What happened to TestDriven.NET 1.0?

In the comments "A" says:

To be honest, I'm with Microsoft on this one. It seems to me that the four salient events were:

Jamie releases TestDriven.NET free for everyone to use
Jamie is made an MVP
Jamie then makes TestDriven.NET non-free
Jamie's MVP status is removed

Personally I think it was very bad behavior, taking a free product and starting to charge for it. (Most other products that have developed along similar lines continue with the free base product and charge for 'Professional' or 'Enterprise' editions with extra features.) Starting to charge for a product the community supported and advocated is like a slap in the face for that community, and I can see why Microsoft don't want the MVP badge to be associated with that. It could be that they don't want to give visibility to a product that competes with a small portion of TFS, or it could be that (as Roy Osherove says) they don't like him introducing features to the Express editions, but I think that they just don't like the way he treated his community of users. Now there's no indication there ever was a free version, and although you can download the latest version you're expected to pay for it unless you're a trial user, a student or an open-source developer. If you object to the new licensing, there's no way to download the previous, free version that doesn't have the new licensing terms. Please note that I don't object to paying for software, and I don't think the asking price of $95 is too much. What I object to is the 'bait and switch' approach of getting a community advocating a free product and then robbing the community of that free product.

There is only one reason that TestDriven.NET 1.0 is not available for download. Believe me I don't want to be in the precarious position where I only have a pre-release version of my product available. There are many companies that won't touch pre-release software, no matter how stable it may be! As far as these companies are concerned I don't even have a 1.0 version!

You can see from the screenshot below why I removed it:

When I was developing TestDriven.NET 1.0, I didn't have an MSDN account. My primary job was as a Java consultant. Working on TestDriven.NET was something I did between consultancy gigs as a hobby. While Visual Studio 2005 was being developed, the Express SKUs were released to the general public before the Team Suite betas. As a hobbyist .NET developer it was only natural that I use and track changes in the Express SKUs. It took me about a day to have TestDriven.NET working again when beta 2 came out.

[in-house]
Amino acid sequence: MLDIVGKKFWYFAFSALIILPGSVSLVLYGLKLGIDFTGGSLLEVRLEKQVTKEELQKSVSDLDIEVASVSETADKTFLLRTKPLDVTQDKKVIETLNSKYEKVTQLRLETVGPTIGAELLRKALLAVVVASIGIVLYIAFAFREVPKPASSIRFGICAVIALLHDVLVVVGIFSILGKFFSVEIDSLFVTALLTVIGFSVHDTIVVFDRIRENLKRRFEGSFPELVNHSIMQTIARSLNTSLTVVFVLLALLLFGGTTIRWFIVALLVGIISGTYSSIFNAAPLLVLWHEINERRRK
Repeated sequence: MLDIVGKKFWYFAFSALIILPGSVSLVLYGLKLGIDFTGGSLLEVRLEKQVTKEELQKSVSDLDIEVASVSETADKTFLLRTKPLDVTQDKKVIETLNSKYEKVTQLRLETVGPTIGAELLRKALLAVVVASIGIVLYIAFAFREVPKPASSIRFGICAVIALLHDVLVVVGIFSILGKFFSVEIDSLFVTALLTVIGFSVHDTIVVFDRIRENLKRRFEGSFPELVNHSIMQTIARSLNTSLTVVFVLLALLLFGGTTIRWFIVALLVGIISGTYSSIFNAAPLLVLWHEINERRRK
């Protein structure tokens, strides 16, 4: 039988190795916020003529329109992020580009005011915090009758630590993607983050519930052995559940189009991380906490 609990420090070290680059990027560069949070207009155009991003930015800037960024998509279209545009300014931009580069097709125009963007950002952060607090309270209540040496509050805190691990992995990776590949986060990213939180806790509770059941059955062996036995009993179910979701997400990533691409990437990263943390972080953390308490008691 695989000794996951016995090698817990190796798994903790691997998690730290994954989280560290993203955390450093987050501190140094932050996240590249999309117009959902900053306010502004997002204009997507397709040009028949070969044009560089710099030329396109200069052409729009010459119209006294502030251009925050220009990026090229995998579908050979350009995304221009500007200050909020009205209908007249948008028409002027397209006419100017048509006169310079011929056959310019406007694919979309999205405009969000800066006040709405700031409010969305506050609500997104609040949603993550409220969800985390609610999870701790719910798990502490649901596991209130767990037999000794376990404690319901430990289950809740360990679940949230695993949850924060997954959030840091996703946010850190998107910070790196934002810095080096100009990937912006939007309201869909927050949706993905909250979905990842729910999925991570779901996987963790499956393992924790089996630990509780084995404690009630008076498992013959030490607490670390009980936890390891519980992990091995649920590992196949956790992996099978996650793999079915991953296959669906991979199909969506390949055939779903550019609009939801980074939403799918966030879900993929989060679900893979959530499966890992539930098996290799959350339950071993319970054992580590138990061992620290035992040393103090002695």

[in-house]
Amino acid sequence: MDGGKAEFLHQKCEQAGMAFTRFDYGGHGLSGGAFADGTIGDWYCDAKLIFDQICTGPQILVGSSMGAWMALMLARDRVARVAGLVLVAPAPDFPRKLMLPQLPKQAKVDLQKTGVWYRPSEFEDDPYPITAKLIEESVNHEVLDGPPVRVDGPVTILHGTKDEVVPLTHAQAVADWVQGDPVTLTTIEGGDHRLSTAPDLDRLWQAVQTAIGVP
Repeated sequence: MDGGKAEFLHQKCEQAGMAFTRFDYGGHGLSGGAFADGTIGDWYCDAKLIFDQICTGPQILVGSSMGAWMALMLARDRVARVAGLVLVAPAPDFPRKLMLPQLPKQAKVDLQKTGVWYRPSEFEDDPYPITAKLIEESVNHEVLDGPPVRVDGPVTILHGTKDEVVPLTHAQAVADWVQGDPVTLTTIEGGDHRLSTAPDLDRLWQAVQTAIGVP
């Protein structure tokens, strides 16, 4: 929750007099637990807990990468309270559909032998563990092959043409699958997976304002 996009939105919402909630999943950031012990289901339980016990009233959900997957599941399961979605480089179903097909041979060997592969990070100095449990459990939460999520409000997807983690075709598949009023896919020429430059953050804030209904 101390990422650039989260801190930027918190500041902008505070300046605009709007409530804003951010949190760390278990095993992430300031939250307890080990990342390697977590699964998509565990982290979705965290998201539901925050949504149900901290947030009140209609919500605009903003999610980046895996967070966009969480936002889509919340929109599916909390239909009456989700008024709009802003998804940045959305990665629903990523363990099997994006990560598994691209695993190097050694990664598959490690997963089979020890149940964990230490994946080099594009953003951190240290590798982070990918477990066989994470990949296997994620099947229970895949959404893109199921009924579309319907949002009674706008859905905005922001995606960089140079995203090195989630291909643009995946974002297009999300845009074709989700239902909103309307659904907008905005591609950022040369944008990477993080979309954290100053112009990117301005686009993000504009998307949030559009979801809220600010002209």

Last year when I was made an MVP, I did have access to Visual Studio 2005 Team Suite. This is when support for Team Suite's code coverage was added. When Jason Weber and my then MVP lead Ben Miller requested that I remove support for the Express SKU, I was very conscious that I was still a hobbyist .NET developer. The only reason I had access to Team Suite was because of my MVP status. I thought dropping support for the Express SKU without a good explanation would be a betrayal to other hobbyist developers (especially if the reason for dropping it was to keep my MVP award!)

Removing the TestDriven.NET 1.0 download had absolutely nothing to do with removing the free version. In fact the license for TestDriven.NET 1.0 is very similar to the license for TestDriven.NET 2.0 Personal. You can use them for free if you wish, but you can't redistribute either of them. I do request that people using TestDriven.NET on commercial projects buy a professional license. Enterprise licenses are only required if you are redistributing TestDriven.NET inside your organization. I think it's a little unfair to call this 'bait and switch'.


  • IMO, your terms for TestDriven.NET are totally, completely reasonable. You wrote it, you own it, you can charge for it if you want to. Going the extra mile and letting people like students and OS developers use it for free is awesome.

    As a member of the community, I can say quite honestly that for me, nothing about what you did is a slap in the face. Quite to the contrary I understand fully why you did things the way you did.

    If the tool is worth $95 to me under the scenarios where free use isn't supported, I'll pay it.

  • Jamie, for what it is worth, you have my support. You have a great product and it is only fair to charge for it.

  • I disagree with A's post as well. You have two karma-friendly options to pay or the non-karma friendly option to not pay ... That is way more than most people give.

    If TestDriven.NET 2.0 supports VS 2002 and VS 2003, I don't even understand the need for TestDriven.NET 1.0.

  • I do not understand what all of the fuss is about. If you make money while using TestDriven, share a little. I tried it and loved it. I got my team trying it also. In the end we bought it because it helped us and as such we should pay for it as the license was intended. At home I am a student and I am working on open source projects from which I derive no monetary recompense; as a result I use the personal at home. This is an amazingly flexible model and it allows for great improvements in productivity. Thanks for an amazing tool.

  • I totally disagree with anyone who feels you are obligated to continue offering your product under the same license, or that you must continue to provide old versions. Plenty of vendors have changed the licensing terms of their products, including changes in pricing from release to release. This is a normal practice in the software community, and should not be any different because you decided to offer initial versions for free.